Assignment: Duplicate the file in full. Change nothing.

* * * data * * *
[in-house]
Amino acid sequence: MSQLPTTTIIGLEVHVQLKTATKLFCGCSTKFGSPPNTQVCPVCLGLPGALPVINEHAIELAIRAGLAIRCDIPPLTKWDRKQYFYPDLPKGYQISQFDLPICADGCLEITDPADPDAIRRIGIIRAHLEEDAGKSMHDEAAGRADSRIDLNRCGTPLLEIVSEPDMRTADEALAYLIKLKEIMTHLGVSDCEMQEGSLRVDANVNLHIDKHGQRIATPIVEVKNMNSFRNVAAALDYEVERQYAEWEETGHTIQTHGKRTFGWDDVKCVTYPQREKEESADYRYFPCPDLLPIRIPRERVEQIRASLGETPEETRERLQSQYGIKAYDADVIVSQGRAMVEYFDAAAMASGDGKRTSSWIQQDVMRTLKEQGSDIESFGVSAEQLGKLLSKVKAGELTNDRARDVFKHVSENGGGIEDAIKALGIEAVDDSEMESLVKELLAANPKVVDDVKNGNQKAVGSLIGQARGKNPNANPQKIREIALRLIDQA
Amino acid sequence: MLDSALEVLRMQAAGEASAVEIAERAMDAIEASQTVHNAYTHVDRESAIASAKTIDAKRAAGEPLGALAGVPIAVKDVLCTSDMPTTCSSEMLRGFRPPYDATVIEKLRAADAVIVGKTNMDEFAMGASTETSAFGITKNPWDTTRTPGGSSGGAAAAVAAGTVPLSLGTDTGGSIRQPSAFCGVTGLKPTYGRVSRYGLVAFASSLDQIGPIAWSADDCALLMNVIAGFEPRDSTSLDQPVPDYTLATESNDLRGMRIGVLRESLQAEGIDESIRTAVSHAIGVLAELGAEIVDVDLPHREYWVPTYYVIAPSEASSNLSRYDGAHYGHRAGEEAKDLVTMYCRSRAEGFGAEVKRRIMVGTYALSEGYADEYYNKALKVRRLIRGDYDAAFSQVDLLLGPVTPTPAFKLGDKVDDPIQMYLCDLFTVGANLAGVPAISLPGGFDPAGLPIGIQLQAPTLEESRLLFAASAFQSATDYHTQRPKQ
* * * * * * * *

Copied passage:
[in-house]
Amino acid sequence: MSQLPTTTIIGLEVHVQLKTATKLFCGCSTKFGSPPNTQVCPVCLGLPGALPVINEHAIELAIRAGLAIRCDIPPLTKWDRKQYFYPDLPKGYQISQFDLPICADGCLEITDPADPDAIRRIGIIRAHLEEDAGKSMHDEAAGRADSRIDLNRCGTPLLEIVSEPDMRTADEALAYLIKLKEIMTHLGVSDCEMQEGSLRVDANVNLHIDKHGQRIATPIVEVKNMNSFRNVAAALDYEVERQYAEWEETGHTIQTHGKRTFGWDDVKCVTYPQREKEESADYRYFPCPDLLPIRIPRERVEQIRASLGETPEETRERLQSQYGIKAYDADVIVSQGRAMVEYFDAAAMASGDGKRTSSWIQQDVMRTLKEQGSDIESFGVSAEQLGKLLSKVKAGELTNDRARDVFKHVSENGGGIEDAIKALGIEAVDDSEMESLVKELLAANPKVVDDVKNGNQKAVGSLIGQARGKNPNANPQKIREIALRLIDQA
Amino acid sequence: MLDSALEVLRMQAAGEASAVEIAERAMDAIEASQTVHNAYTHVDRESAIASAKTIDAKRAAGEPLGALAGVPIAVKDVLCTSDMPTTCSSEMLRGFRPPYDATVIEKLRAADAVIVGKTNMDEFAMGASTETSAFGITKNPWDTTRTPGGSSGGAAAAVAAGTVPLSLGTDTGGSIRQPSAFCGVTGLKPTYGRVSRYGLVAFASSLDQIGPIAWSADDCALLMNVIAGFEPRDSTSLDQPVPDYTLATESNDLRGMRIGVLRESLQAEGIDESIRTAVSHAIGVLAELGAEIVDVDLPHREYWVPTYYVIAPSEASSNLSRYDGAHYGHRAGEEAKDLVTMYCRSRAEGFGAEVKRRIMVGTYALSEGYADEYYNKALKVRRLIRGDYDAAFSQVDLLLGPVTPTPAFKLGDKVDDPIQMYLCDLFTVGANLAGVPAISLPGGFDPAGLPIGIQLQAPTLEESRLLFAASAFQSATDYHTQRPKQ